ROYAL MAIL STEAM PACKET COMPANY
With the outbreak of World War I Royal Mail moved its home port to Newport, South Wales, two new ships entered service on the Atlantic routes they were Essequibo and Ebro. The Almanzora which was due for delivery in 1915 was in fact taken over by the Government and converted to an armed Merchant Cruiser being completed as such in September.
Built: 1915 by Harland & Wolff, Belfast.
Tonnage: 16, 034g, 10, 323n.
Engines: Triple Screw, Triple Expansion Wings Exhausting into Centre L.P. Turbine. 17 Knots.
Passengers: 400 First Class, 230 Second Class, 760 Third Class.
Launched on 19TH November 1914, completed September 1915.
The Almanzora saw war service in the 10th Cruiser Squadron and at war's end arrived in Belfast for refurbishment which was completed in the January of 1920. She entered service on the Southampton - River Plate route and remained thus until the outbreak of the Second World War. For the whole of the war she was used as a Troopship in many theatres of the war and managed to complete her duties without incident. At war's end she continued in Government Service but this time as an emigrant ship until being laid up off Cowes in 1947. A year later she was sold for breaking at Blyth and the work was carried out by the British Iron and steel Corporation.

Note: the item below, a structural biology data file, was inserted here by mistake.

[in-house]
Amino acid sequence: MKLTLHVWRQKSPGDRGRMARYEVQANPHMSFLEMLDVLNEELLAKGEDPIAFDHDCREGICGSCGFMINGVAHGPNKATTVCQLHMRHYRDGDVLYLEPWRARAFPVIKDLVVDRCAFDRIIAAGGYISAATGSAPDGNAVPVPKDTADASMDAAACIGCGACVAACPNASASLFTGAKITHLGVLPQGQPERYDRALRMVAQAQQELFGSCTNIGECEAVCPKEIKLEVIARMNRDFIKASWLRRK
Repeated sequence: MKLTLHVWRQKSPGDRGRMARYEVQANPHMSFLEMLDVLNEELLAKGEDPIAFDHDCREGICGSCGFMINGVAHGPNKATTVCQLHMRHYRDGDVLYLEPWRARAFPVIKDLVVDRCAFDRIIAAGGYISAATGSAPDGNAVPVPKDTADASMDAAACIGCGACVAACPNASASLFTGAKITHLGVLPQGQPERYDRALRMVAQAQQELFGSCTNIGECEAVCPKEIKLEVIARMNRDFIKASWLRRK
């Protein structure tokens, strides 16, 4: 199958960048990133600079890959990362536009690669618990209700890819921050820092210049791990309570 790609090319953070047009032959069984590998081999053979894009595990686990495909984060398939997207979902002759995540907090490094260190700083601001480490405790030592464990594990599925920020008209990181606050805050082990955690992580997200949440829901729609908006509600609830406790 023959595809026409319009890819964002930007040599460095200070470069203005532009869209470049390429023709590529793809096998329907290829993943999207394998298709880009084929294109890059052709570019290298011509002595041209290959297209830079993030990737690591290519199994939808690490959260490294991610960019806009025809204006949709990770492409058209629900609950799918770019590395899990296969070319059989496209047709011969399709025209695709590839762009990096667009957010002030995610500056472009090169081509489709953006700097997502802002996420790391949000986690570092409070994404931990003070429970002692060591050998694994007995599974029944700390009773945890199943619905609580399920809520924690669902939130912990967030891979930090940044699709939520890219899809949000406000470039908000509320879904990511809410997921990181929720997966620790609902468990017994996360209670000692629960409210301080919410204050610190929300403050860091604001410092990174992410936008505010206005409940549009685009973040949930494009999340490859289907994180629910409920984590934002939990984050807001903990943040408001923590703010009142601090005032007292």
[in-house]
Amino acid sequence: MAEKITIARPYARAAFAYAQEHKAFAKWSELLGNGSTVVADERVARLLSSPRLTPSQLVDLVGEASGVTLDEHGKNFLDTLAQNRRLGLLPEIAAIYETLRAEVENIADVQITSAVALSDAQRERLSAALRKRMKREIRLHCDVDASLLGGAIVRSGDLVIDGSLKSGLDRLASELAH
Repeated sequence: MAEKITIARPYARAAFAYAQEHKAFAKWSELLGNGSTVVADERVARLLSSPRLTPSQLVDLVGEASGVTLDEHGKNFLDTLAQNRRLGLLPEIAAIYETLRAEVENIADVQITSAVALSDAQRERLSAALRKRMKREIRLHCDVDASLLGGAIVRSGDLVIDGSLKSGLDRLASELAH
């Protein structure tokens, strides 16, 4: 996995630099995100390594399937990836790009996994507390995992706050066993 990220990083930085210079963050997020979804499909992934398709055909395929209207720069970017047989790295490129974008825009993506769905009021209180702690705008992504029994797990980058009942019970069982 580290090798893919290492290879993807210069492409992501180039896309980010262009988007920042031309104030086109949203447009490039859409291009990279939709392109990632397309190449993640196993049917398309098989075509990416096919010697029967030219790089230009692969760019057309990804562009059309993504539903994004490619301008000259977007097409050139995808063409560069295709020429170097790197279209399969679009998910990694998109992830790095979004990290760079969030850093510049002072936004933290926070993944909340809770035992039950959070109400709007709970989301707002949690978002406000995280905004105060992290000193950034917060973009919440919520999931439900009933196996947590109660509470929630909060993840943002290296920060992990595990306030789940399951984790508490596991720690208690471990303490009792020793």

At wars end Royal Mail had lost fourteen ships and they were as follows:
POTARO: On the 10th January 1915 she was captured by the German Raider Kronprinz Wilhelm and used as a Scouting Ship to capture other Merchantmen, on the 6th of March she was scuttled by her prize crew.
TAMAR: Also captured by the Kronprinz Wilhelm while on passage from Santos to Le Havre on the 24th of March 1915. After the crew had transhipped the Tamar was sank by gunfire.
Kronprinz Wilhelm ©mpl
CARONI: On the 7th of September 1915 she was slowed by gunfire from a U-Boat and then finally torpedoed.
CARIBBEAN: Foundered off Cape Wrath on the 27th of September 1915 with a loss of fifteen lives.
ORUBA: In 1914 she was purchased by the British Admiralty and disguised to look like the battleship HMS Orion. In 1915 she was scuttled at Mudros Harbour in the Aegean to act as a breakwater.